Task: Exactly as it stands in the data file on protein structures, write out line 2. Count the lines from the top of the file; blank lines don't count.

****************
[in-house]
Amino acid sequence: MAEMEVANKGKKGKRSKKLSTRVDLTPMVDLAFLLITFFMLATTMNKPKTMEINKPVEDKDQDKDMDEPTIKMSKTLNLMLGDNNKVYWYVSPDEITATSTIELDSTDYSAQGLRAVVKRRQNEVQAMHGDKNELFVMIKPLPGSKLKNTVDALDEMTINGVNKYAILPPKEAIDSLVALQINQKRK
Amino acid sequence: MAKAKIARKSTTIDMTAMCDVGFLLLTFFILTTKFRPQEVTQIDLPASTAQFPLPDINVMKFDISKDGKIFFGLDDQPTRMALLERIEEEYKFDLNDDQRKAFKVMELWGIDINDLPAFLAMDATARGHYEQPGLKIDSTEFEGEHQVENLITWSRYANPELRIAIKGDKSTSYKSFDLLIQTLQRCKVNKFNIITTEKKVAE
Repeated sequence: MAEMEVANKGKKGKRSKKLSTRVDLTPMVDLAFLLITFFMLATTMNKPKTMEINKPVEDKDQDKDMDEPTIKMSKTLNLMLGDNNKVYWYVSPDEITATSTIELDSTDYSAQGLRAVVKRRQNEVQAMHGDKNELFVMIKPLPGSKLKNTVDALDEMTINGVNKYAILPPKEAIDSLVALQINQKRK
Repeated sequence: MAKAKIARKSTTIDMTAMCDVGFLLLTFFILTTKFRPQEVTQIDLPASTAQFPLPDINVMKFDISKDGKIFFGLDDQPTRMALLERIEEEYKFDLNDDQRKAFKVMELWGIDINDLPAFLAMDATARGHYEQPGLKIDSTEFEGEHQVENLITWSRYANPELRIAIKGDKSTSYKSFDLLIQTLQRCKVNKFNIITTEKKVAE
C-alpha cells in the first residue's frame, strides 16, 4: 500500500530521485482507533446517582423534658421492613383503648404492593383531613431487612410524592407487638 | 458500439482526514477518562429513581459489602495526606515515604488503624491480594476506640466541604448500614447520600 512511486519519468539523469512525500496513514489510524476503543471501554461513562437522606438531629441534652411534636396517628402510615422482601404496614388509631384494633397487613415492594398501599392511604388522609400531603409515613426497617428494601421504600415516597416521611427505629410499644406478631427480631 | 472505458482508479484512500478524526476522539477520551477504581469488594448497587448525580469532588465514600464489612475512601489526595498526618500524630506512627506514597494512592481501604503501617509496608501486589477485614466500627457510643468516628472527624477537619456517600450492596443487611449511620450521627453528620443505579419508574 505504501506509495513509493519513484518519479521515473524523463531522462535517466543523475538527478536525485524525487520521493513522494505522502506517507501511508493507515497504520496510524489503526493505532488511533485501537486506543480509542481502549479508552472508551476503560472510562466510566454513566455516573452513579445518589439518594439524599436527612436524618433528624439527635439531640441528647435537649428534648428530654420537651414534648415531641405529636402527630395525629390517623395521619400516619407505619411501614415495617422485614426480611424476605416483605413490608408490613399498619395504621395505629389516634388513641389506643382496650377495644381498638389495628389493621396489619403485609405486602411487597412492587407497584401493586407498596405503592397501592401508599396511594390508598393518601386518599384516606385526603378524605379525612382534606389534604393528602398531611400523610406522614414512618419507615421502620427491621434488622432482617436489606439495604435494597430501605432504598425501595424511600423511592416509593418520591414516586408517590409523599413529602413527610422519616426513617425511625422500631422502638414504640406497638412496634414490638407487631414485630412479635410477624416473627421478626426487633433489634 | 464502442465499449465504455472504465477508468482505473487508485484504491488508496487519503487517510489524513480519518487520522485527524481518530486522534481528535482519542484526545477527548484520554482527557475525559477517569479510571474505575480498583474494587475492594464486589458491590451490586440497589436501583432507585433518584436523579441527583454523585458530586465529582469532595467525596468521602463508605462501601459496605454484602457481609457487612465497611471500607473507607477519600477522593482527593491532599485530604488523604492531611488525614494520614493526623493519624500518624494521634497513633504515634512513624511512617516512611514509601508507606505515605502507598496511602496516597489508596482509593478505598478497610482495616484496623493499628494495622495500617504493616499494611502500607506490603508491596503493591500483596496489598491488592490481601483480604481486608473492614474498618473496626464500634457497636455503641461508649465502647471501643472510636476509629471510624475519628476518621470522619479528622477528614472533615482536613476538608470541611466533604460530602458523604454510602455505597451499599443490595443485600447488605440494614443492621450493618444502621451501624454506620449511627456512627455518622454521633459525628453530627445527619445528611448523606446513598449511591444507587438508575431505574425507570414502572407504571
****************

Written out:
Amino acid sequence: MAEMEVANKGKKGKRSKKLSTRVDLTPMVDLAFLLITFFMLATTMNKPKTMEINKPVEDKDQDKDMDEPTIKMSKTLNLMLGDNNKVYWYVSPDEITATSTIELDSTDYSAQGLRAVVKRRQNEVQAMHGDKNELFVMIKPLPGSKLKNTVDALDEMTINGVNKYAILPPKEAIDSLVALQINQKRK